4 minute read

I initially planned to post this Friday but that was Good Friday, so you’re getting it today.

Ok, let’s recap.

The last couple of posts have focused on evangelistic Bible storying as a way to start new small groups at your church through conversion. As opposed to the way many of us do small groups, making them up of existing members of the church, outreach-oriented Bible storying groups will use a different teaching approach to create groups made up primarily of unchurched people who are interested in learning more about the Scriptures. Of course, these people will be gathered through sharing the gospel with friends, neighbors, and others in the social networks of group facilitators. The leaders will be responsible for building their own groups.

These groups will rely on Bible storying as a means of teaching and discussion. Week after week, a program of Bible stories will work through major themes of the Biblical narrative and pieces together the overarching storyline. This lays the foundation for a Biblical worldview upon which the gospel begins to make sense.

After discussing the concept, I covered the crucial nature of leadership development for Bible storying groups. Since the only believers in this kind of group will most likely be the facilitators, Bible storying small groups would rise and fall on their leadership. This means a church that wants to use small groups for outreach must find and equip leaders well for the task. Today, we will talk about that last piece, finding these leaders in your church.

Where have all the leaders gone?

Is it just me, or does it seem harder to find good leaders nowadays in many churches? There are probably a dozen different factors that contribute to that, but we need to make sure our churches are doing everything they can to find and equip people inside their congregation for the work of ministry. Let me emphasize that last point: churches should find leaders inside their congregation.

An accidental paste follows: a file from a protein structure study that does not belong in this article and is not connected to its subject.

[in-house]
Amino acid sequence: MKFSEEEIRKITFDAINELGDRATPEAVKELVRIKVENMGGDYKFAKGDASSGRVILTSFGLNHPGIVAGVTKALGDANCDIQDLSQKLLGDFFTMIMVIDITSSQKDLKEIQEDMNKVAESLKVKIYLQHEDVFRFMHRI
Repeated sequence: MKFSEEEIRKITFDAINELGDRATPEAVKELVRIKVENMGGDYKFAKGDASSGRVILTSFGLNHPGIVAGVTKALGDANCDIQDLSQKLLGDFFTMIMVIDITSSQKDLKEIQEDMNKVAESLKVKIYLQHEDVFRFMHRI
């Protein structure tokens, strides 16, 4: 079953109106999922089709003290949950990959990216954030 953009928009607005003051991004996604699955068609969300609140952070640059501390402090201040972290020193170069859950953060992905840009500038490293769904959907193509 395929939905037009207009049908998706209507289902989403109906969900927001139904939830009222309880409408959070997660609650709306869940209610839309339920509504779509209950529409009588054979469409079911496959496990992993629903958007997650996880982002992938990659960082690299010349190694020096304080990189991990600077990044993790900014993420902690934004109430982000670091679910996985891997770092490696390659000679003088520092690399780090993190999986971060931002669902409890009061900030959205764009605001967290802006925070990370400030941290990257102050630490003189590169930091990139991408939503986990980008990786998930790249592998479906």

Now, I am not saying that hiring someone to serve at your church from the outside is wrong. However, is one of the main functions of the church not equipping its members for ministry? If so, why is the knee-jerk reaction so often finding someone from the outside to come in and take over a ministry? Instead, churches should think of ministry leaders as the normal output of their mission. In other words, if a church is not making members into ministers, then it should probably be looking for the problem. This is, of course, true of these outreach small groups.

If your church is interested in this kind of outreach, you probably fall into one of two camps. You are a church that currently utilizes a small group ministry, or your church is open to the idea but does not have small groups in place already. The following is a quick attempt to suggest ways to find leaders for these groups in either context.

A church with an existing small group ministry

Churches with an existing small group ministry have a couple of built-in advantages, but they have some extra hurdles as well. First, the fact that there are small groups in place allows for the identification of leaders. Have your small group leaders survey their groups for people who are gifted and passionate about this kind of work. Notice I said both passionate and gifted. Your current small group leaders should make it a constant responsibility to always be seeking out those who match these twin characteristics of gifting and desire. By giving the task of identification to your existing small group leaders, they will serve as your first means of pulling in new leaders. They can (and should) also be the first line of equipping for these new leaders. In this way, small groups become multiplicative.

However, churches with existing small groups will face challenges as well. If you have a current small group structure set in stone, then training leaders for outreach-oriented study may be hard. Since this is a new small group paradigm, it will look different than the comfortable pattern. The temptation will be for leaders to simply attempt to do a Bible study in the same way they would with a room full of believers. Instead, leaders will need to be trained in facilitating a discussion among those with little-to-no Biblical background and the significance of storying as a means of Bible study.

A church without an existing small group ministry

The reverse is true for the church that does not have an existing small group ministry. This church will find it harder to identify leaders early on, but they may not have to “un-teach” an existing small group paradigm. Since you cannot rely on small group leaders to examine their groups, the responsibility of identifying these leaders will fall on the ministers.

Start small. Find 3-5 key people or couples who have the potential to take on this kind of ministry. Begin to meet with them regularly to discuss the vision for outreach through Bible storying groups. As people catch this vision, develop a strategy, choose Bible stories, and help them discover the people in their social networks.